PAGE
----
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Share to Scare: Technology Sharing in the Absence of Intellectual Property Rights

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  • Jos Jansen

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    (Max Planck Institute for Research on Collective Goods)

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    Abstract

    I study the incentives of Cournot duopolists to share their technologies with their competitor in markets where intellectual property rights are absent and imitation is costless. The trade-off between a signaling effect and an expropriation effect determines the technology-sharing incentives. In equilibrium at most one firm shares some of its technologies. For similar technology distributions, there exists an equilibrium in which nobody shares. If the technology distributions are skewed towards efficient technologies, then there may exist equilibria in which one firm shares all technologies, only the best technologies, or only intermediate technologies. No other equilibria can exist.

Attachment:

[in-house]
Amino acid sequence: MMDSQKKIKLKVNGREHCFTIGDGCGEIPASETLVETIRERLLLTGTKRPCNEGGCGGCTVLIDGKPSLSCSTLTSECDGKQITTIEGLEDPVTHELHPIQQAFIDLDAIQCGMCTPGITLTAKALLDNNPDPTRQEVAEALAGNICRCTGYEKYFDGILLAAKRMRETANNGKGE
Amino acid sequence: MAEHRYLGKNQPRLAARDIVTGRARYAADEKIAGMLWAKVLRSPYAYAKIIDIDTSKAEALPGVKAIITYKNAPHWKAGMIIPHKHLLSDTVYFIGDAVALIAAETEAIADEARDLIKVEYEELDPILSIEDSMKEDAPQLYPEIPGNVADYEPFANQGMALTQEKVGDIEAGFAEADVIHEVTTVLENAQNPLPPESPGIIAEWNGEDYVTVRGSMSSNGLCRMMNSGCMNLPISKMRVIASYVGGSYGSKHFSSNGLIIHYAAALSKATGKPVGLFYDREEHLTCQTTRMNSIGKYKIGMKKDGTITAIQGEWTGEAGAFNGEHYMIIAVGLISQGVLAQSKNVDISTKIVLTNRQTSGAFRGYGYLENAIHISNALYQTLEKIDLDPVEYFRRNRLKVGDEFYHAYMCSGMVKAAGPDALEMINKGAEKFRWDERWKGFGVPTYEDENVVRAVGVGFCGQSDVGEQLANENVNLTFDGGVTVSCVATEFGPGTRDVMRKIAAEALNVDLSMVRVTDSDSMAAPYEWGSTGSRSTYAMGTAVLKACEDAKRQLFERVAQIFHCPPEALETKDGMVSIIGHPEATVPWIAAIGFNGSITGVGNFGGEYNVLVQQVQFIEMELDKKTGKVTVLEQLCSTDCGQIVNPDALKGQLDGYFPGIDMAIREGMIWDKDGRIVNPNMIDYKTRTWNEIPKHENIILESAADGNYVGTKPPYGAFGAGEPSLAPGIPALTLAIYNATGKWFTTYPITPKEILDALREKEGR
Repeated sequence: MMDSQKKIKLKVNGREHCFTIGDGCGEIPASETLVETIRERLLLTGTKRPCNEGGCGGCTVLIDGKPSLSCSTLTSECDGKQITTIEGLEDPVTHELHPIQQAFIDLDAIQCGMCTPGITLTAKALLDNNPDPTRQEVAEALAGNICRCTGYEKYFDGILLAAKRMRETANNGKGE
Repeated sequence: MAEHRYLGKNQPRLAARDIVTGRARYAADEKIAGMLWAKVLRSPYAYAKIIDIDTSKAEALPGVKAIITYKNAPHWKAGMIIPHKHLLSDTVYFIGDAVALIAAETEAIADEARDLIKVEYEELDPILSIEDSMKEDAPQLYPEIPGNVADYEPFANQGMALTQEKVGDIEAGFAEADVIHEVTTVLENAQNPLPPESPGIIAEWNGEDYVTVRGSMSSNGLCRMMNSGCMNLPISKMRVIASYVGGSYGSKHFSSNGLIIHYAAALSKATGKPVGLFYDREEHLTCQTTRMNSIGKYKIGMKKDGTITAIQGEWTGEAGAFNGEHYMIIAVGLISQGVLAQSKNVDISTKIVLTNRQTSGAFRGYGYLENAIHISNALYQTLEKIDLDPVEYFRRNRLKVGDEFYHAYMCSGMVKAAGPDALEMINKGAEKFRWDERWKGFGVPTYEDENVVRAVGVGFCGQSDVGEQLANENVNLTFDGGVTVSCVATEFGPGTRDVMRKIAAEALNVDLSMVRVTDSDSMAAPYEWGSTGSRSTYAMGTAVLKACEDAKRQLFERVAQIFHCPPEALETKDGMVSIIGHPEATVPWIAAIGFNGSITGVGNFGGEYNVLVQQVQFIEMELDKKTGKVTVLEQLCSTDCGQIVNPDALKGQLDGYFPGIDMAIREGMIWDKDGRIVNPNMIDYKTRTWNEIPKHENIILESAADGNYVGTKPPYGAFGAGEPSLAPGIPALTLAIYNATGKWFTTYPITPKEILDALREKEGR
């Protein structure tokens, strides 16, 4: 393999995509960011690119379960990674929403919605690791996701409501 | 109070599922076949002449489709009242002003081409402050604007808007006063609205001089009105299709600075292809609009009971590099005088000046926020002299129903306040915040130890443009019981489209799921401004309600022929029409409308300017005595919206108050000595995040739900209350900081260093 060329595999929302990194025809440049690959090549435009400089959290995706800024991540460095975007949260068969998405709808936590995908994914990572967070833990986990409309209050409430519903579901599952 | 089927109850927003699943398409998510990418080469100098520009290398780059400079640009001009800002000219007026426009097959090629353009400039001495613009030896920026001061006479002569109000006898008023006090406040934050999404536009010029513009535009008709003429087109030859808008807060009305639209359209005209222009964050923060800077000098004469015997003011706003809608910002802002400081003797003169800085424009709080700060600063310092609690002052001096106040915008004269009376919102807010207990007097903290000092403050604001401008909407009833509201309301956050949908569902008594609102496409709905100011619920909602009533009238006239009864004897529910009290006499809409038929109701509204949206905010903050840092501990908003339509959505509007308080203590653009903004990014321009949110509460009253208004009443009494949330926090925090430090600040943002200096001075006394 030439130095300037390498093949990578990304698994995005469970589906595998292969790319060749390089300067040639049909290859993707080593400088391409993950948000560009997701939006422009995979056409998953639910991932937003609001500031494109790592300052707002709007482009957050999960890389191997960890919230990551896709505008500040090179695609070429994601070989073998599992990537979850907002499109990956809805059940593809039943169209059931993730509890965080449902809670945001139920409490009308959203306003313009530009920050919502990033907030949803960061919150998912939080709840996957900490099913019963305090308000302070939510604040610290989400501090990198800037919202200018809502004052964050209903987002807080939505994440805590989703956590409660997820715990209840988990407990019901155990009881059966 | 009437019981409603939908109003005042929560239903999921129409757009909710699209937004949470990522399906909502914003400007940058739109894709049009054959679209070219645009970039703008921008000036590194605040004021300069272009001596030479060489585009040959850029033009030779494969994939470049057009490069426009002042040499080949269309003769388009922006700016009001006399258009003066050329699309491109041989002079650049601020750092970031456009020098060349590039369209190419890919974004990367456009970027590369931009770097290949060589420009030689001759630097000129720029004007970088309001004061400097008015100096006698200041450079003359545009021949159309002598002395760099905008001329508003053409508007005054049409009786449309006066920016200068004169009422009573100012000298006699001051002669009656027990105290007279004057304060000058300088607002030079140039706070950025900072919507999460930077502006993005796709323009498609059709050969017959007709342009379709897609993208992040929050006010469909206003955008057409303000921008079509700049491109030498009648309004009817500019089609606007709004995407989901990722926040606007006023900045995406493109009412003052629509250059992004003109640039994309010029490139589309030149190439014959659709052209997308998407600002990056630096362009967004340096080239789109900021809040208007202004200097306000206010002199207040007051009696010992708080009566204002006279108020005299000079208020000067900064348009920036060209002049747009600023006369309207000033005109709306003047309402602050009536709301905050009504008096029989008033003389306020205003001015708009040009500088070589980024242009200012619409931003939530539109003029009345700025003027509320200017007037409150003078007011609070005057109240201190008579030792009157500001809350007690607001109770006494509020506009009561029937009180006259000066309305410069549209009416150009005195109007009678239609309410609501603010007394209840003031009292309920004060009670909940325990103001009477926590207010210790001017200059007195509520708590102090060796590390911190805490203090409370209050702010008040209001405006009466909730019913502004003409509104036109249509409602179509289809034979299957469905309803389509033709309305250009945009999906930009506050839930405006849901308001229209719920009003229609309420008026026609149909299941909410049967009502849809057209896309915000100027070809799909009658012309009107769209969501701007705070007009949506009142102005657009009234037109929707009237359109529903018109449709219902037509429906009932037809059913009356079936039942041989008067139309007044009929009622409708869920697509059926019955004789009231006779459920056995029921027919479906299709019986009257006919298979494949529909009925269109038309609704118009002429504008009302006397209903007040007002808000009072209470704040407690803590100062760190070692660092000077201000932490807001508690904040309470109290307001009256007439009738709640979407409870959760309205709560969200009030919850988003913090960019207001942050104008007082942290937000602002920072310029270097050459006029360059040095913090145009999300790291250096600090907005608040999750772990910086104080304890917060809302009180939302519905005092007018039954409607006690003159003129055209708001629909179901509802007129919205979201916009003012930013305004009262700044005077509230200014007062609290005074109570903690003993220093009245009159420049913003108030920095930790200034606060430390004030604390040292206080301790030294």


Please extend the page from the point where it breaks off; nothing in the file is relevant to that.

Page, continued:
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    Bibliographic Info

    Paper provided by Max Planck Institute for Research on Collective Goods in its series Working Paper Series of the Max Planck Institute for Research on Collective Goods with number 2009_36.

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    Date of creation: Oct 2009
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    Handle: RePEc:mpg:wpaper:2009_36

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    Related research

    Keywords: Innovation; strategic disclosure; trade secret; Cournot duopoly; indivisibility; open source; skewed distribution;

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    Cited by:
    1. Llanes, Gastón & de Elejalde, Ramiro, 2013. "Industry equilibrium with open-source and proprietary firms," International Journal of Industrial Organization, Elsevier, vol. 31(1), pages 36-49.
    2. Cho, Myeonghwan & Jun, Byung-hill, 2013. "Information sharing with competition," Economics Letters, Elsevier, vol. 119(1), pages 81-84.

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